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Haeinsa temple stay
Haeinsa(해인사) Temple Stay
Barbara is a twenty-five year old international student visiting Korea from Germany. Desiring to know more about Korean culture, she has chosen to participate in the temple stay program.
She traveled all the way to Haeinsa Temple, located in Hapcheon-gun, Gyeongsangnamdo-do.
It is here you can find the Tripitaka Koreana –-Koreans refer to this as Palma Taejanggyeong-- (81,258 wooden blocks engraved on both sides with Buddhist sutras) in Janggyeonggak (added to the UNESCO world heritage list).
View of Haeinsa Temple Entrance of Haeinsa Temple Entrance of Janggyeonggak
◆ What is temple stay??
A temple stay offers anyone the opportunity to experience the life of a monk firsthand.
A visitor to a temple stay can participate in the daily activities of an actual monk. One can join in such activities as Buddhist services, Buddha food offering ceremonies, meditation, lotus lantern making, and tea ceremonies.
▶ Temple Stay Program: 1 night and 2 days
Prepared for you:Upon your arrival at the temple, you will be given monks’ clothing to wear (this clothing is typically gray). You can wear this clothing to your welcoming banquet. For those foreigners who need language assistance, English translators are available.
Arriving Meal
This meal will last approximately 30 minutes and will take place at the Buddhist Assembly hall.
Buddhist Temple education and etiquette
You will be lectured on several topics, including how to sit with the appropriate posture, etiquette at meals, methods of tea drinking, and the rules observed during a Buddhist service.
Barugongyang (발우공양, usually eaten by monks ; four bowl meal)
Only vegetarian meals are served here. There shouldn’t be any food left in your dish, after finishing your meal you should wash the dishes that you have used. It is best not to make many sounds while eating and try not to talk too much.
Evening service
Every evening around 6 p.m. a large drum is struck to alert everyone of mealtime. This drum, known as beopgo, is located at Jonggak Pavilion. As people gather around Jonggak Pavilion, the drum is struck for approximately 10 minutes and then everyone heads for Daejeok-gwangjeon (area containing Buddhist scriptures that dates back to the year 802, rebuilt in 1817). The evening service is held here. Interesting fact: This structure was built with the concept of Yin and Yang in mind. Moreover, in Buddhist beliefs one cannot destroy animals, so this structure was built with painstaking care purposely trying not to destroy the natural surroundings.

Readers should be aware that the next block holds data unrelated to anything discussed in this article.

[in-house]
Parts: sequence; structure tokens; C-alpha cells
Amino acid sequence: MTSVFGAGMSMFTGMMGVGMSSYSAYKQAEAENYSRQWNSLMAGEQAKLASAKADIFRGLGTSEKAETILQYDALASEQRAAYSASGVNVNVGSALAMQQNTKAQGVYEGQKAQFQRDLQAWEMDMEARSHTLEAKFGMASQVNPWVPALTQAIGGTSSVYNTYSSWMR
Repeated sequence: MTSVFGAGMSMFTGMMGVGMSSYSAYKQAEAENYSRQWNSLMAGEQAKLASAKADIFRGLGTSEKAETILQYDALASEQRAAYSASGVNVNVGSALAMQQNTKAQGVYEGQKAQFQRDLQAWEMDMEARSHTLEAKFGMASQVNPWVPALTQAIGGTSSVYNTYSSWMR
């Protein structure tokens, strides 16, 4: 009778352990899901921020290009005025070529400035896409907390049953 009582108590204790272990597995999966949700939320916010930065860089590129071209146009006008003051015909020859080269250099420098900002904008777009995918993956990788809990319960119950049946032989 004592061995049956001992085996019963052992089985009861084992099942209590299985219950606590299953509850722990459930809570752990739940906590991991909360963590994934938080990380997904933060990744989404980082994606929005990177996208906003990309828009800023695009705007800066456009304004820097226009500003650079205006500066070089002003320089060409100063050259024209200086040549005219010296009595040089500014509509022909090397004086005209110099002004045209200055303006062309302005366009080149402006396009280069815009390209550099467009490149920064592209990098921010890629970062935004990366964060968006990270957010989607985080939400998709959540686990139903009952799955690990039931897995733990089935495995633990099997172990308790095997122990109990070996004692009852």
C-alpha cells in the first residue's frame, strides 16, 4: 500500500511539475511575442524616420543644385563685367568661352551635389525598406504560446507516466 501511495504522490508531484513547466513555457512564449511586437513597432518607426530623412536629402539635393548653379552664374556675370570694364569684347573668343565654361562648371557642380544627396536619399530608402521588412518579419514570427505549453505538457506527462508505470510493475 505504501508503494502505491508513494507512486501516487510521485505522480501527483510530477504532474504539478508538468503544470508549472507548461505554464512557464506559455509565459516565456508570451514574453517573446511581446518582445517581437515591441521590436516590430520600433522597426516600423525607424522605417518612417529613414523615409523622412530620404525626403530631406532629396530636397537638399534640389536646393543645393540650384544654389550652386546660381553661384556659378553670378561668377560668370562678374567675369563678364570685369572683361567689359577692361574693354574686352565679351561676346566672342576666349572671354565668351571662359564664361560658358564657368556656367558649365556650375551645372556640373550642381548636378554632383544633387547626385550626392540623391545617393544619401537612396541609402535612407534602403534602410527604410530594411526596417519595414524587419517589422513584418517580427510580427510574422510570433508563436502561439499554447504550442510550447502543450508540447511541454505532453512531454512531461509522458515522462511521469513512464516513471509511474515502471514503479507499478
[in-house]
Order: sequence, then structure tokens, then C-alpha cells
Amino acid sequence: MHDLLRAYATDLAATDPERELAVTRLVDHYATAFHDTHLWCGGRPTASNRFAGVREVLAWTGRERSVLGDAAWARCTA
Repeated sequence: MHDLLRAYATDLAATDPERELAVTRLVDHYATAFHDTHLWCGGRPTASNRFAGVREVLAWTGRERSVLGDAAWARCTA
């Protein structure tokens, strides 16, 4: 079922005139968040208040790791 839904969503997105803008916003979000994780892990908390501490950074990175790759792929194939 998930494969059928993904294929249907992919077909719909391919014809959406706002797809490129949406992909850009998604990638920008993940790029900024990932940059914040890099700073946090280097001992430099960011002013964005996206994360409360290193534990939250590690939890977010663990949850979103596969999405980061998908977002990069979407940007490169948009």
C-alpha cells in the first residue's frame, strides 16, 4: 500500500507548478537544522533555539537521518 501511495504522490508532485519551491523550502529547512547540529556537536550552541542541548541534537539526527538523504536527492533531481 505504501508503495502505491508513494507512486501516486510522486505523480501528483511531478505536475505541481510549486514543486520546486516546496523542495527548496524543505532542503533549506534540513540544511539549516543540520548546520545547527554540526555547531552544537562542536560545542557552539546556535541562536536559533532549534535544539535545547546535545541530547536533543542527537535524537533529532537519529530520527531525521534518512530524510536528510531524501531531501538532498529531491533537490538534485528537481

108 bows
When you go into the educational area you should bow 108 times along with the monks. Buddhists believe that mankind experiences 108 periods of anguish in their lifetime. One must bow 108 times to be freed of such anguish.
Conversation with monks
You can have many interesting conversations with the monks at the temple over a cup of tea.
Early morning service and meditation
Up at 3 a.m. in the morning and then it’s off to the early morning service. It begins with listening to the large drum for about 10 minutes at Jonggak followed by a 30 minute service held at Daejeok-gwangjeon. Once the service has finished, one-hour of Zen Meditation will take place in the Buddhist Assembly Hall.
Morning stroll
Enjoy a morning walk with the monks before going to the temple, then enter Janggyeonggak and take a look the Tripitaka Koreana.
▶ Unique experiences at Haeinsa Temple
① See the Ingyeong printing tablets
Located in the center of the temple is Guguangnu (four national treasures are housed here), this area actually surpassed such cities as Gutenberg, Germany in the production of such printing by 200 years.
② Meal prepared with wild vegetables
A meal of wild vegetables is prepared for you at a nearby restaurant. The side dishes alone are enough to fill you; the food is plentiful and the prices are very reasonable.
■ Barbara Wall shares her unique experience at a temple stay with T2K.

T2K : Is there any special reason why you wanted to take part in the Temple stay program?
Barbara Wall : My Korean friends introduced me to the temple stay program, knowing that I have interests in Buddhist culture. I was looking for a different kind of experience and so I decided that the temple stay would be just right for me.
T2K : What most impressed you during your temple stay?
Barbara Wall : I particularly enjoyed the different activities available. I fondly remember waking up early in the morning to sound of the drum, as well as the viewing the printing tablets. Also, the conversations that I had with the monks were very impressive.
T2K: Was anything tough for you during your stay?
Barbara Wall: As a foreigner, it wasn’t easy always sitting on the floor with my legs crossed. During my temple stay, a great deal of time was spent sitting, so my legs were a bit sore and it was a bit tough on the rest of my body, too.
T2K: How was the food at the temple?
Barbara Wall : The vegetarian meals seemed healthy and were very tasty. I think that people dieting would especially enjoy the food here and would certainly maintain a healthy weight.
T2K: Would you recommend this place to your friends?
Barbara Wall: Yes, I would highly recommend this program. However, I would advise people wanting to experience this program to do a bit of studying in advance. Without some knowledge of Buddhist life and the temple stay program, people might be tempted to give up and not complete the entire program.
⊙ Click here if you would like to participate in the temple stay program!
※ More Information >>Hainsa Temple (해인사) , Tripitaka Koreana
Date   07/14/2008

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